Feelings of emptiness or desolation can harm an older person’s physical health and even reduce his or her lifespan, according to a University of California at San Francisco (UCSF) study reported by the UCSF News Center.
For the study, researchers examined National Institute of Aging data from 2002 to 2008. The study’s 1,604 adults were all 60 or older, with an average age of 71.
Researchers found that participants who identified themselves as lonely were 59 percent more likely to experience a decline in the ability to perform daily activities, such as walking, climbing stairs or doing other tasks that required using their arms or hands. What’s more, lonely participants had a 45 percent higher death rate than those who didn’t suffer from loneliness.
Surprisingly, scientists also found that loneliness was not necessarily associated with living alone. The study showed that while only 18 percent of participants lived by themselves, 43 percent reported feeling lonely.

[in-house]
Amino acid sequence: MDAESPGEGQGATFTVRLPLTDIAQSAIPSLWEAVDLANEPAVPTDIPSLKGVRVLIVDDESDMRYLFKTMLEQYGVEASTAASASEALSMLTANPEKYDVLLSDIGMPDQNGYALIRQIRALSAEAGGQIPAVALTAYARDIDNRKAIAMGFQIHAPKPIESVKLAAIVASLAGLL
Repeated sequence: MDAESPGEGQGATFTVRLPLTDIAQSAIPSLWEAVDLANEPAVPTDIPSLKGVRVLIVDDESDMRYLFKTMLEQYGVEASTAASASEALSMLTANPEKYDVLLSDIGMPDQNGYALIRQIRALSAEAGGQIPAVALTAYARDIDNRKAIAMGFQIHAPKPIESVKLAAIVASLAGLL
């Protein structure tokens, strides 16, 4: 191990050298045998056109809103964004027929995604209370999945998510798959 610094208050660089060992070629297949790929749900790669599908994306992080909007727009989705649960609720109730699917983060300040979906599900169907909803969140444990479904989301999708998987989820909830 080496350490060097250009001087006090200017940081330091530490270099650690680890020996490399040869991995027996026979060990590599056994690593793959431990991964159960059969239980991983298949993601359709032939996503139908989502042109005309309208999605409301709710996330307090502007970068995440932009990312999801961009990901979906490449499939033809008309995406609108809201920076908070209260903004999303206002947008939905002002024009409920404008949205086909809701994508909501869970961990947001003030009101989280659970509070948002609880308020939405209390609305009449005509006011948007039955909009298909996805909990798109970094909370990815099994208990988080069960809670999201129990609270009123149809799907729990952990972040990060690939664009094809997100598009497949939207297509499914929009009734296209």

"We are interested in identifying the different factors that cause adults to become functionally impaired and ultimately at risk for nursing home admission," said Carla Perissinotto, MD, MHS, an assistant professor in the UCSF Division of Geriatrics and lead study author. "The aging of our population and the greater odds of institutionalization make it important for us to think about all the factors that are putting elders in danger, including social and environmental risks."
Perissinotto believes that incorporating social interventions with medical services for the elderly will help address loneliness and prevent some functional decline in those affected by it.
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